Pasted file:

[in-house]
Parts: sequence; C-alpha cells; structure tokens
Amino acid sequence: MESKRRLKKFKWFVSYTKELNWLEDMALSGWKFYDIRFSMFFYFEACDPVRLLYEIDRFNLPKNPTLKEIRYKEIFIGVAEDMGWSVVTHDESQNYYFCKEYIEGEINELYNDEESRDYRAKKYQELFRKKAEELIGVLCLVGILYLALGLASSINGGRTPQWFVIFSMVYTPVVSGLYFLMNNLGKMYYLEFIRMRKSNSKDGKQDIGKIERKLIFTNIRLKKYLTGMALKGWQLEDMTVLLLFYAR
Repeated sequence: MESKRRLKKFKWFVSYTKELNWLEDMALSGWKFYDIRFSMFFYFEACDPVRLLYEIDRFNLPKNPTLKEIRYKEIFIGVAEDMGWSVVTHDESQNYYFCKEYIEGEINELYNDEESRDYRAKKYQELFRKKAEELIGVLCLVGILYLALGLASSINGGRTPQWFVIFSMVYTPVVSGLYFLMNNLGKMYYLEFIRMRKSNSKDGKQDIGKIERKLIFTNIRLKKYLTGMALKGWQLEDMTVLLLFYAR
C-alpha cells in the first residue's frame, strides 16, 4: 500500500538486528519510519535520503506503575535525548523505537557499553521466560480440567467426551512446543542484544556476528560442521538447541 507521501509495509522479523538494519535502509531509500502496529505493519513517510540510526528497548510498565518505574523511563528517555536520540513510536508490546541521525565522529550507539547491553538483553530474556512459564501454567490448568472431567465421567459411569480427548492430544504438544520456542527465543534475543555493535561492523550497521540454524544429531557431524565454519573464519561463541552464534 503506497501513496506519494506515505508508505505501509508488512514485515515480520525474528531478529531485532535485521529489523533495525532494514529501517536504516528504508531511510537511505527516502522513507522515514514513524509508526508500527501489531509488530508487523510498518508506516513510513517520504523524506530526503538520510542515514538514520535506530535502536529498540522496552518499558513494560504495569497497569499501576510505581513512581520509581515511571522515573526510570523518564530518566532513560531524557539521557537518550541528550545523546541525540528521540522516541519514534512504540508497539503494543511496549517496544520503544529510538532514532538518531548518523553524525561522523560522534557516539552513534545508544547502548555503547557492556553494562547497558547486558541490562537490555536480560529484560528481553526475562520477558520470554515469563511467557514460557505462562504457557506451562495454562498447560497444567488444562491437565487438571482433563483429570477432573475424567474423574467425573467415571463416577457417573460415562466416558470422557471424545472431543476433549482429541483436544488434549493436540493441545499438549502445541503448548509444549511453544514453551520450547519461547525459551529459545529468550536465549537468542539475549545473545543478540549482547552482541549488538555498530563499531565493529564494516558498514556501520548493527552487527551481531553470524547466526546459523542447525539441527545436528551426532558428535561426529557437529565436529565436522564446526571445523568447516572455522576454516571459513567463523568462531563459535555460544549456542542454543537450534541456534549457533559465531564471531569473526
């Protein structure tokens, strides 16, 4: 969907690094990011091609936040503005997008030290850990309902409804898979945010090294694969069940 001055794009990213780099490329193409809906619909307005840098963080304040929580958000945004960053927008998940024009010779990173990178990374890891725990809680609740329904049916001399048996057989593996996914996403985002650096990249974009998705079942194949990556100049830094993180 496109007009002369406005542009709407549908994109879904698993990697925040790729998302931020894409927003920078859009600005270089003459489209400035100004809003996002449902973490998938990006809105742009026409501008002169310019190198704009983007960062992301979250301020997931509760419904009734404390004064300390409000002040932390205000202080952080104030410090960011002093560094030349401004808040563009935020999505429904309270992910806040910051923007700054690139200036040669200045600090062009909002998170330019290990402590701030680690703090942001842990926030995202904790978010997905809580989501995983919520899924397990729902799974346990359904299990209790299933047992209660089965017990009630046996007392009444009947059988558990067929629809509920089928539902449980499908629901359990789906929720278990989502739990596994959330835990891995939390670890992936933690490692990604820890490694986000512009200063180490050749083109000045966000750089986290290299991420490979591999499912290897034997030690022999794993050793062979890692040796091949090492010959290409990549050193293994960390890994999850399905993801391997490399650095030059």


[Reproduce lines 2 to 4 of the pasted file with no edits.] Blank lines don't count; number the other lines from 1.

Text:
Parts: sequence; C-alpha cells; structure tokens
Amino acid sequence: MESKRRLKKFKWFVSYTKELNWLEDMALSGWKFYDIRFSMFFYFEACDPVRLLYEIDRFNLPKNPTLKEIRYKEIFIGVAEDMGWSVVTHDESQNYYFCKEYIEGEINELYNDEESRDYRAKKYQELFRKKAEELIGVLCLVGILYLALGLASSINGGRTPQWFVIFSMVYTPVVSGLYFLMNNLGKMYYLEFIRMRKSNSKDGKQDIGKIERKLIFTNIRLKKYLTGMALKGWQLEDMTVLLLFYAR
Repeated sequence: MESKRRLKKFKWFVSYTKELNWLEDMALSGWKFYDIRFSMFFYFEACDPVRLLYEIDRFNLPKNPTLKEIRYKEIFIGVAEDMGWSVVTHDESQNYYFCKEYIEGEINELYNDEESRDYRAKKYQELFRKKAEELIGVLCLVGILYLALGLASSINGGRTPQWFVIFSMVYTPVVSGLYFLMNNLGKMYYLEFIRMRKSNSKDGKQDIGKIERKLIFTNIRLKKYLTGMALKGWQLEDMTVLLLFYAR